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The UK’s vote to leave the EU came as a shock to many in Bermuda. Mark Allitt from KPMG delivers some reassurance about its likely consequences to Bermuda:Re+ILS.
When the news of the narrow vote by the UK electorate to leave the European Union (EU) came through, the pound sank, other currencies fluctuated and a lot of people pinched themselves. Now that some time has passed, it’s important to get a little perspective.
“Change of this magnitude, such as Brexit, is quite rare,” says Mark Allitt, director, advisory, at KPMG in Bermuda. “It has created significant uncertainty—but I’m upbeat about Bermuda’s position. This is a chance for Bermuda to once again prove itself to the global financial industry.”
Allitt points out that the stakes are high—Europe is the Island’s second largest market after the US. However, he adds that Bermuda already has some major advantages on its side, not least being the fact that it was awarded Solvency II equivalent status earlier this year.
“Solvency II equivalence coupled with Bermuda’s sterling reputation make for a solid pitch for Bermuda,” he says. “Going forward, depending on the negotiations between the UK and the EU, Bermuda may have to divide its business strategy for Europe into two camps, one being the EU and the other being the UK. Both are very important for Bermuda.”
According to the Association of Bermuda Insurers and Reinsurers (ABIR), Bermudian companies already have a significant manpower footprint in Europe, with almost 10,000 people being employed by ABIR members there.
“Companies should be starting to stress-test their businesses, looking at just what might happen on the scale of possibilities based on their existing structure and footprint.”
“Europe is a hugely important market for Bermuda,” Allitt says, “so Bermuda needs to build on the relationships and reputation it has already with Europe. The UK has been an important voice supporting Bermuda within Europe.
“There are many unknowns regarding how Brexit may ultimately look, but what Bermuda as a jurisdiction does know is that it needs to build on its position within Europe, as the UK will most likely be preoccupied with negotiating its own future.”
However, it’s hard for businesses to plan at the moment with nothing set in stone. UK prime minister Theresa May has indicated that Article 50(2), which starts formal talks for the UK to exit the EU, will not be triggered before the end of March 2017, and the talks are expected to take at least the two years as provided in the statute. Allitt urges companies to stay calm and do nothing rash.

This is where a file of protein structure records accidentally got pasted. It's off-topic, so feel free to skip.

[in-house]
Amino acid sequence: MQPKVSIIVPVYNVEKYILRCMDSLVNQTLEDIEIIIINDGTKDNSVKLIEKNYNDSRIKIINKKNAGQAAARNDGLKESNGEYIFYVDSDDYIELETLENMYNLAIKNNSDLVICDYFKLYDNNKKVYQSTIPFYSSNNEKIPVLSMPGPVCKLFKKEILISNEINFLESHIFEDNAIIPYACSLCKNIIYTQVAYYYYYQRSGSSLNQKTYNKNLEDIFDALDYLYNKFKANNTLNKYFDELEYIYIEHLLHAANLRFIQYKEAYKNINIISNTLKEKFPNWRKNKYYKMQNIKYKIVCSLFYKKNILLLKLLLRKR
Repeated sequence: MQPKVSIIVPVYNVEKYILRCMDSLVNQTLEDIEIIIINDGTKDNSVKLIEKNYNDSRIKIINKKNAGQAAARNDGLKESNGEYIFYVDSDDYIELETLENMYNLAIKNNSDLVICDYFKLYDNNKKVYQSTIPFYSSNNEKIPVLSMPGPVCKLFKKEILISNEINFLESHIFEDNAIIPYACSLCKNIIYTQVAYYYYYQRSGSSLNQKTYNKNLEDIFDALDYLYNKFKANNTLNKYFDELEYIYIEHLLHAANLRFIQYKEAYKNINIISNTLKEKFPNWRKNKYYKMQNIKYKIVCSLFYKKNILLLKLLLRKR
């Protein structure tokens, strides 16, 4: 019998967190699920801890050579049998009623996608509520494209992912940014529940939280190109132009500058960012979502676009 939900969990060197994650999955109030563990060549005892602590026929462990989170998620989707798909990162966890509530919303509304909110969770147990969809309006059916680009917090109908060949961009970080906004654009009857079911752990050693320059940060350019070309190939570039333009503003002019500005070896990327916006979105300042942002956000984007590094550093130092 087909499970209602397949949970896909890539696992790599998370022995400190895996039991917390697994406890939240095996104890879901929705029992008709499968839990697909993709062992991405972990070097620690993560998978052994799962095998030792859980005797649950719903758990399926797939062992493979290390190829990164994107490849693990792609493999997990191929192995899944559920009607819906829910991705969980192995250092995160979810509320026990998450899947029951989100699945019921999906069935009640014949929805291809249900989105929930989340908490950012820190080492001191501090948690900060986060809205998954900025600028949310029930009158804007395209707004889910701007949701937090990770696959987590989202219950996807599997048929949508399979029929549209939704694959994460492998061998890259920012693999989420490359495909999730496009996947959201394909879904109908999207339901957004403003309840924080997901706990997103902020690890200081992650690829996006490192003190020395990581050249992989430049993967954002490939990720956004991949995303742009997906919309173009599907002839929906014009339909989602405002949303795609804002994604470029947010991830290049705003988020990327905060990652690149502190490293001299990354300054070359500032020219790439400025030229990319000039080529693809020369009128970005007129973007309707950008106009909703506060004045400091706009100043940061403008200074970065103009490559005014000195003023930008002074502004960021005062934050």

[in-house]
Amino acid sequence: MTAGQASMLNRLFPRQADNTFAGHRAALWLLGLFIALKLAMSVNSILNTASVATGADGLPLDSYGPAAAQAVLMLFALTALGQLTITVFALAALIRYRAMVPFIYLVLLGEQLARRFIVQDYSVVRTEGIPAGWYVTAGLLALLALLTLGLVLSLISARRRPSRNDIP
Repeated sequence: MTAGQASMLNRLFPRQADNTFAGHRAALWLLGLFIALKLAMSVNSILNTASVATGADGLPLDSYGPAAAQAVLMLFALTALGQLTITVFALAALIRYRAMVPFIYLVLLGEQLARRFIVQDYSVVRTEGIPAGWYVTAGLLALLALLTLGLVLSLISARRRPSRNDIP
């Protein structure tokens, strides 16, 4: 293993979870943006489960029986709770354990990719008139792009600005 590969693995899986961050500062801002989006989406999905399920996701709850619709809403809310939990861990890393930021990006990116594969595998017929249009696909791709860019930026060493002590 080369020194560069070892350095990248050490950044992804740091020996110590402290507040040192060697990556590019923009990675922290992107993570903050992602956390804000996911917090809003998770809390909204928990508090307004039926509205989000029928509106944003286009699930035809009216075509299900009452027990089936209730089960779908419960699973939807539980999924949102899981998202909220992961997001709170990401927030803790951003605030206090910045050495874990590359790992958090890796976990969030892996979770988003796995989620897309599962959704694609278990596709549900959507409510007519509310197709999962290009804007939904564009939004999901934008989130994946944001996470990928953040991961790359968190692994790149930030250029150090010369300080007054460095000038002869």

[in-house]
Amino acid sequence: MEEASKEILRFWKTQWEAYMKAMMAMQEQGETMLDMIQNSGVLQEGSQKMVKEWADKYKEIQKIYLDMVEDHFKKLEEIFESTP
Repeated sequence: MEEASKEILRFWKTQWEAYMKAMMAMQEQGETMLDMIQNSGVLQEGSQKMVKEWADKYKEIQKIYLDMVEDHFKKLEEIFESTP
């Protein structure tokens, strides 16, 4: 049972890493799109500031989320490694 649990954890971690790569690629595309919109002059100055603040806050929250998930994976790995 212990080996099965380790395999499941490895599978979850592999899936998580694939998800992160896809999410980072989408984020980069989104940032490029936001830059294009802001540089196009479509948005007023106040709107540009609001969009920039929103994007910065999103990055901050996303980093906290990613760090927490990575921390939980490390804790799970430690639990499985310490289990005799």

“However, what we’re advising businesses do is to start to consider the many potential ramifications that could come from the UK electorate’s decision to leave the EU,” he says.
“Companies should be starting to stress-test their businesses, looking at just what might happen on the scale of possibilities based on their existing structure and footprint. There’s a host of things to think about from their ability to protect their efficient access to markets, and human capital impact through to maximising the efficiency of corporate structure, plus regulatory and tax considerations.
“If groups with UK insurers that passport across the EU or write on a freedom of service basis need to restructure this will not be quick. For the largest groups it could take 18 months. They will therefore need to be in a position to start implementation well before we have clarity on whether there will be any Single Market access for the UK,” he says.
Allitt agrees that the Brexit vote is a distraction for the industry, coming as it does when the market is soft, rates are low and investment returns even lower.
“It’s a big distraction from companies’ other strategic priorities,” Allitt says. “However, change can create opportunity and I believe that businesses that lead from the front could stand to gain a competitive advantage.”
According to Allitt, KPMG has created a global Brexit team across its network of offices.
“We have a focus group with representatives from more than 70 countries collaborating to ensure that we have the most informed views to help our clients navigate through the uncertainty,” he says. In addition KPMG is running periodic seminars to update clients on developments and to deliver guidance and views on how those developments might impact businesses.
“Bermuda plays a key role in the insurance and reinsurance industry and Brexit certainly doesn’t change that. I am confident that Bermuda will continue to offer innovative solutions to the needs of the industry and I see no reason for it not to play a role in facilitating businesses to adapt in light of the UK’s departure from the EU.”
KPMG, Bermuda, Mark Allitt, Insurance, Reinsurance, ABIR, European Union, Brexit, Solvency II, Europe, UK, Regulation, Risk management